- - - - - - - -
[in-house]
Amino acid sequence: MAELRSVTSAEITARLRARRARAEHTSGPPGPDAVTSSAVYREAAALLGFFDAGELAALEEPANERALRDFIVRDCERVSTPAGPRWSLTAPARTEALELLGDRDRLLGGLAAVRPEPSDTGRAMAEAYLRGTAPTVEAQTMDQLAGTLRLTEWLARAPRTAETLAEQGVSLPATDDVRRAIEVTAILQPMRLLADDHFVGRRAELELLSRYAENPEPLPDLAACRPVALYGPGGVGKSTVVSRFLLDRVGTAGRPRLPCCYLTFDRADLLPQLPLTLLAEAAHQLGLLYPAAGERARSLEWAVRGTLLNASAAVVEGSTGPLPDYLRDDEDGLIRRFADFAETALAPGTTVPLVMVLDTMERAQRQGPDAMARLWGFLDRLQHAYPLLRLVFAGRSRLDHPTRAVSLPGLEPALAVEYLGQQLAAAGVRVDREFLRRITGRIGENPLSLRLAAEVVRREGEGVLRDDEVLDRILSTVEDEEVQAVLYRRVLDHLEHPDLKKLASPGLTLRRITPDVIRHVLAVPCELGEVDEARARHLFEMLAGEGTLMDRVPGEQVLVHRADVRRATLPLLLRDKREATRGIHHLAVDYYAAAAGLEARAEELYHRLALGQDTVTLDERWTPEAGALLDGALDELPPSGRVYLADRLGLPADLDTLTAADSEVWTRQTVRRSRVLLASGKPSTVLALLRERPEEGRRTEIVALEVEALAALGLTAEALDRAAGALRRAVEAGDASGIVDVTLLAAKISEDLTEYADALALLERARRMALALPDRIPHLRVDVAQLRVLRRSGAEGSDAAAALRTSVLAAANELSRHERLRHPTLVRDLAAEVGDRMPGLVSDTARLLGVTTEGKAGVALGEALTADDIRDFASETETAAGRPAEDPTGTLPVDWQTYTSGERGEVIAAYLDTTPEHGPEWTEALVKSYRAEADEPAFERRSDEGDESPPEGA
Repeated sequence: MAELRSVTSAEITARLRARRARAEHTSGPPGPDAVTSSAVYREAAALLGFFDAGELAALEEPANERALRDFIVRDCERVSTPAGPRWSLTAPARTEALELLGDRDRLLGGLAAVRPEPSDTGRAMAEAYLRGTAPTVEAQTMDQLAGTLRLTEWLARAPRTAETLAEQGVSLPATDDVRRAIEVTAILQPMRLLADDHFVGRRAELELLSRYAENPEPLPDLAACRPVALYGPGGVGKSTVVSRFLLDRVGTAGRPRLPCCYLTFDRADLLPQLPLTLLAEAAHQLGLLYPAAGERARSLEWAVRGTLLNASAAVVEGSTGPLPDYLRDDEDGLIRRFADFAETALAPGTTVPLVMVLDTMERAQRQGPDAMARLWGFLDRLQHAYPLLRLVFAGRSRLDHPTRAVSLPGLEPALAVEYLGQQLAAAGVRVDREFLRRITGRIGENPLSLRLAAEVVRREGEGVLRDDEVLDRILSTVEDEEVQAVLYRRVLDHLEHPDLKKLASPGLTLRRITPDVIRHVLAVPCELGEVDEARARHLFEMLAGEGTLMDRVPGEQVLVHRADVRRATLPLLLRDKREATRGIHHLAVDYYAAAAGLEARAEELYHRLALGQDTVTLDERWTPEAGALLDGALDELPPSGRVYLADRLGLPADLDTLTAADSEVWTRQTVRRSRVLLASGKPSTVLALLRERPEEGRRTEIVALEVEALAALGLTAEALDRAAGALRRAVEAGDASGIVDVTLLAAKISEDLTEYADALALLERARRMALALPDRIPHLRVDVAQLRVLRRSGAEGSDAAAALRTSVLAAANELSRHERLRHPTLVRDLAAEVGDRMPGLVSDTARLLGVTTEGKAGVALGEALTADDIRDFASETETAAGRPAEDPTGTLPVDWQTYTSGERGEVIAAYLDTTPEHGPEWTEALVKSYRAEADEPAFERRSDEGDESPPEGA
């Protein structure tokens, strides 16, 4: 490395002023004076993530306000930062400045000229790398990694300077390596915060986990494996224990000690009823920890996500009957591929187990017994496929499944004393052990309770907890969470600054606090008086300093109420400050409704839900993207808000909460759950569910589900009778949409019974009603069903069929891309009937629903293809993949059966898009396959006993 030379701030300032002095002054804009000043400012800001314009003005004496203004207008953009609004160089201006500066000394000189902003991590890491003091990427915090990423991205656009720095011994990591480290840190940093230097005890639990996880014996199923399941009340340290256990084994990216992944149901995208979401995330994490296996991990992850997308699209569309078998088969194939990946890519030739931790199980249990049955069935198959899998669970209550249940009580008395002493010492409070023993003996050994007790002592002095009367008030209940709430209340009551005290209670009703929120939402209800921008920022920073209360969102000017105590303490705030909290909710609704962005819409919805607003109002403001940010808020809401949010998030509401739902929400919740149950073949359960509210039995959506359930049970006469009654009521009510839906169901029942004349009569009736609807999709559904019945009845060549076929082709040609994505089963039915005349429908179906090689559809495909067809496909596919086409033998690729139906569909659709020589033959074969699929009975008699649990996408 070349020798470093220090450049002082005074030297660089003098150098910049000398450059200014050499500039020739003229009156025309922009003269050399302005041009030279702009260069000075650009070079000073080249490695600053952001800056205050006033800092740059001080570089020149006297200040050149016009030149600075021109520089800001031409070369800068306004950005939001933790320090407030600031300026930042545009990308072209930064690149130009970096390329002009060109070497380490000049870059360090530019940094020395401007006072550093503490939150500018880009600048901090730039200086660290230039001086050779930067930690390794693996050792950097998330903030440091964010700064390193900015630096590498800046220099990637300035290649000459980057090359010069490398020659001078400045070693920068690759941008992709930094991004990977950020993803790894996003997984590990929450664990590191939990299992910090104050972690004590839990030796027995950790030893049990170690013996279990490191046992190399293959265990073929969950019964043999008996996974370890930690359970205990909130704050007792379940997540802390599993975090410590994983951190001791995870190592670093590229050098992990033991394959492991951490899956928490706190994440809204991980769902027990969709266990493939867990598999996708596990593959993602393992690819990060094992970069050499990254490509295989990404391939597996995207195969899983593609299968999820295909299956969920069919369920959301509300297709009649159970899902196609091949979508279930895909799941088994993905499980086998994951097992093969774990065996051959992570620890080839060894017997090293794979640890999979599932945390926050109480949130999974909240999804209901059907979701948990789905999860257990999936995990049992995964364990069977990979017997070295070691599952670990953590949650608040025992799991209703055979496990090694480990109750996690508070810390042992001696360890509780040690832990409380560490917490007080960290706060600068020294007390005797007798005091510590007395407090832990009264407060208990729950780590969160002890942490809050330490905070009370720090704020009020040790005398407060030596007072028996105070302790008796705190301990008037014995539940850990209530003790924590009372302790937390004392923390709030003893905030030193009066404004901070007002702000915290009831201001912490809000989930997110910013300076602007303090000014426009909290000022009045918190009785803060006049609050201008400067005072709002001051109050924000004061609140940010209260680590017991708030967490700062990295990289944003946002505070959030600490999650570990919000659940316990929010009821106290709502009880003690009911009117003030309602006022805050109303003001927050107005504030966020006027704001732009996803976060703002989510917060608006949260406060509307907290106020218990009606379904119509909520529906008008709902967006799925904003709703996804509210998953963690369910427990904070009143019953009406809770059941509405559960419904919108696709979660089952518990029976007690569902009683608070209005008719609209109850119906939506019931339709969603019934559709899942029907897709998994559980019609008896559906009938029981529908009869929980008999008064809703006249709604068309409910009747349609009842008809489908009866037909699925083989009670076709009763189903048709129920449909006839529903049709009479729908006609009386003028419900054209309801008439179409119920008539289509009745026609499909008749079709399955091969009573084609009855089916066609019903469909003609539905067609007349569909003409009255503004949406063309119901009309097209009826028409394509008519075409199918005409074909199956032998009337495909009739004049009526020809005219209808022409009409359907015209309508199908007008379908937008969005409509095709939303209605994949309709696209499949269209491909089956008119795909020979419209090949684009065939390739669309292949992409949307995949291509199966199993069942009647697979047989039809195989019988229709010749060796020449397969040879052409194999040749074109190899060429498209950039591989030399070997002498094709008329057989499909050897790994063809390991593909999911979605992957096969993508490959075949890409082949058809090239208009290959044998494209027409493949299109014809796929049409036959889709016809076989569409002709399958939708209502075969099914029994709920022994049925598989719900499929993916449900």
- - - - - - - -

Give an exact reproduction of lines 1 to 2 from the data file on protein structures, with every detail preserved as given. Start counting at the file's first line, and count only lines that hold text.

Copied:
[in-house]
Amino acid sequence: MAELRSVTSAEITARLRARRARAEHTSGPPGPDAVTSSAVYREAAALLGFFDAGELAALEEPANERALRDFIVRDCERVSTPAGPRWSLTAPARTEALELLGDRDRLLGGLAAVRPEPSDTGRAMAEAYLRGTAPTVEAQTMDQLAGTLRLTEWLARAPRTAETLAEQGVSLPATDDVRRAIEVTAILQPMRLLADDHFVGRRAELELLSRYAENPEPLPDLAACRPVALYGPGGVGKSTVVSRFLLDRVGTAGRPRLPCCYLTFDRADLLPQLPLTLLAEAAHQLGLLYPAAGERARSLEWAVRGTLLNASAAVVEGSTGPLPDYLRDDEDGLIRRFADFAETALAPGTTVPLVMVLDTMERAQRQGPDAMARLWGFLDRLQHAYPLLRLVFAGRSRLDHPTRAVSLPGLEPALAVEYLGQQLAAAGVRVDREFLRRITGRIGENPLSLRLAAEVVRREGEGVLRDDEVLDRILSTVEDEEVQAVLYRRVLDHLEHPDLKKLASPGLTLRRITPDVIRHVLAVPCELGEVDEARARHLFEMLAGEGTLMDRVPGEQVLVHRADVRRATLPLLLRDKREATRGIHHLAVDYYAAAAGLEARAEELYHRLALGQDTVTLDERWTPEAGALLDGALDELPPSGRVYLADRLGLPADLDTLTAADSEVWTRQTVRRSRVLLASGKPSTVLALLRERPEEGRRTEIVALEVEALAALGLTAEALDRAAGALRRAVEAGDASGIVDVTLLAAKISEDLTEYADALALLERARRMALALPDRIPHLRVDVAQLRVLRRSGAEGSDAAAALRTSVLAAANELSRHERLRHPTLVRDLAAEVGDRMPGLVSDTARLLGVTTEGKAGVALGEALTADDIRDFASETETAAGRPAEDPTGTLPVDWQTYTSGERGEVIAAYLDTTPEHGPEWTEALVKSYRAEADEPAFERRSDEGDESPPEGA